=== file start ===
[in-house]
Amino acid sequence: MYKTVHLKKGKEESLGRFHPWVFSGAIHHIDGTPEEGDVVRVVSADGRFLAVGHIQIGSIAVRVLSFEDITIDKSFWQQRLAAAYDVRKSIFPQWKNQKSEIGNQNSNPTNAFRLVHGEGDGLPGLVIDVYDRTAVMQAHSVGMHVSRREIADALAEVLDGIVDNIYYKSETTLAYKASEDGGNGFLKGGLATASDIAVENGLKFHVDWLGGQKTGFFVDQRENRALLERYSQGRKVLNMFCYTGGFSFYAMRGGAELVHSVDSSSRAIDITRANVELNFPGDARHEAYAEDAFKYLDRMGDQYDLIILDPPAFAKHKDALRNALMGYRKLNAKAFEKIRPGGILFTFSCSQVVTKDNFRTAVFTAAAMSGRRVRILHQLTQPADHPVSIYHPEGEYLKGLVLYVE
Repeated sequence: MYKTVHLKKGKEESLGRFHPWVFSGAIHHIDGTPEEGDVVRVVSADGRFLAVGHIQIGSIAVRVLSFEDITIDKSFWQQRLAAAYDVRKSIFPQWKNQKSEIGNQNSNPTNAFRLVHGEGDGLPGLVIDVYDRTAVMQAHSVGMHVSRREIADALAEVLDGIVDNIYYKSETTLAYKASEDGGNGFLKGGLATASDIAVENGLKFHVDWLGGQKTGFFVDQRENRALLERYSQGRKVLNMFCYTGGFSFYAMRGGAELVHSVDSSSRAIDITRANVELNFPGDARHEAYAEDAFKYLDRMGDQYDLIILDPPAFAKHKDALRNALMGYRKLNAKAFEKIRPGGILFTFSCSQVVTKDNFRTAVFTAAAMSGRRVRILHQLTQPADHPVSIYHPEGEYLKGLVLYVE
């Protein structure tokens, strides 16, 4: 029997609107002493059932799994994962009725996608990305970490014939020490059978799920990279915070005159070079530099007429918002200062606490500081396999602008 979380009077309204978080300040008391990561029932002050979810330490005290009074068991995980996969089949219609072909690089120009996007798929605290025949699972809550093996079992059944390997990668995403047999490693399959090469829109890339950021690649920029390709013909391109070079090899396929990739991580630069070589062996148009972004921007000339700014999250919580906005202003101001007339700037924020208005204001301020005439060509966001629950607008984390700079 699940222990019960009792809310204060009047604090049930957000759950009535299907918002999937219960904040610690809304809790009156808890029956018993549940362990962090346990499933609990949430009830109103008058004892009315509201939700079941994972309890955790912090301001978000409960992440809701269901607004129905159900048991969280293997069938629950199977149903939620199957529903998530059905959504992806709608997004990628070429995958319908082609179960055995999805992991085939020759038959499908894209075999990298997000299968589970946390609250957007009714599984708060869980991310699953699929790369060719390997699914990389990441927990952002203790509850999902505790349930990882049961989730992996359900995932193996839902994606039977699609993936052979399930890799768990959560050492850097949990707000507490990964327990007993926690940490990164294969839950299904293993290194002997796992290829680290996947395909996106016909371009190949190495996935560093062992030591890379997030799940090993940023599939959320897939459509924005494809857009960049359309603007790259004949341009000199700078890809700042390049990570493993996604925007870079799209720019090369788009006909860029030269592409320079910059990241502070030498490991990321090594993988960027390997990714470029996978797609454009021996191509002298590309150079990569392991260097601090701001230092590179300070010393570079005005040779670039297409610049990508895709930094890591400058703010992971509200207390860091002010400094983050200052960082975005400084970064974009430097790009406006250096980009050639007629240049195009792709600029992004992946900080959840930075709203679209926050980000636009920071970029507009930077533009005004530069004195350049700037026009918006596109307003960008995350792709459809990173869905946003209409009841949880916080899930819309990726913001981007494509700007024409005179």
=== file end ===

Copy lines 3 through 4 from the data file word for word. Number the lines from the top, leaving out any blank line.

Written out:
Repeated sequence: MYKTVHLKKGKEESLGRFHPWVFSGAIHHIDGTPEEGDVVRVVSADGRFLAVGHIQIGSIAVRVLSFEDITIDKSFWQQRLAAAYDVRKSIFPQWKNQKSEIGNQNSNPTNAFRLVHGEGDGLPGLVIDVYDRTAVMQAHSVGMHVSRREIADALAEVLDGIVDNIYYKSETTLAYKASEDGGNGFLKGGLATASDIAVENGLKFHVDWLGGQKTGFFVDQRENRALLERYSQGRKVLNMFCYTGGFSFYAMRGGAELVHSVDSSSRAIDITRANVELNFPGDARHEAYAEDAFKYLDRMGDQYDLIILDPPAFAKHKDALRNALMGYRKLNAKAFEKIRPGGILFTFSCSQVVTKDNFRTAVFTAAAMSGRRVRILHQLTQPADHPVSIYHPEGEYLKGLVLYVE
């Protein structure tokens, strides 16, 4: 029997609107002493059932799994994962009725996608990305970490014939020490059978799920990279915070005159070079530099007429918002200062606490500081396999602008 979380009077309204978080300040008391990561029932002050979810330490005290009074068991995980996969089949219609072909690089120009996007798929605290025949699972809550093996079992059944390997990668995403047999490693399959090469829109890339950021690649920029390709013909391109070079090899396929990739991580630069070589062996148009972004921007000339700014999250919580906005202003101001007339700037924020208005204001301020005439060509966001629950607008984390700079 699940222990019960009792809310204060009047604090049930957000759950009535299907918002999937219960904040610690809304809790009156808890029956018993549940362990962090346990499933609990949430009830109103008058004892009315509201939700079941994972309890955790912090301001978000409960992440809701269901607004129905159900048991969280293997069938629950199977149903939620199957529903998530059905959504992806709608997004990628070429995958319908082609179960055995999805992991085939020759038959499908894209075999990298997000299968589970946390609250957007009714599984708060869980991310699953699929790369060719390997699914990389990441927990952002203790509850999902505790349930990882049961989730992996359900995932193996839902994606039977699609993936052979399930890799768990959560050492850097949990707000507490990964327990007993926690940490990164294969839950299904293993290194002997796992290829680290996947395909996106016909371009190949190495996935560093062992030591890379997030799940090993940023599939959320897939459509924005494809857009960049359309603007790259004949341009000199700078890809700042390049990570493993996604925007870079799209720019090369788009006909860029030269592409320079910059990241502070030498490991990321090594993988960027390997990714470029996978797609454009021996191509002298590309150079990569392991260097601090701001230092590179300070010393570079005005040779670039297409610049990508895709930094890591400058703010992971509200207390860091002010400094983050200052960082975005400084970064974009430097790009406006250096980009050639007629240049195009792709600029992004992946900080959840930075709203679209926050980000636009920071970029507009930077533009005004530069004195350049700037026009918006596109307003960008995350792709459809990173869905946003209409009841949880916080899930819309990726913001981007494509700007024409005179």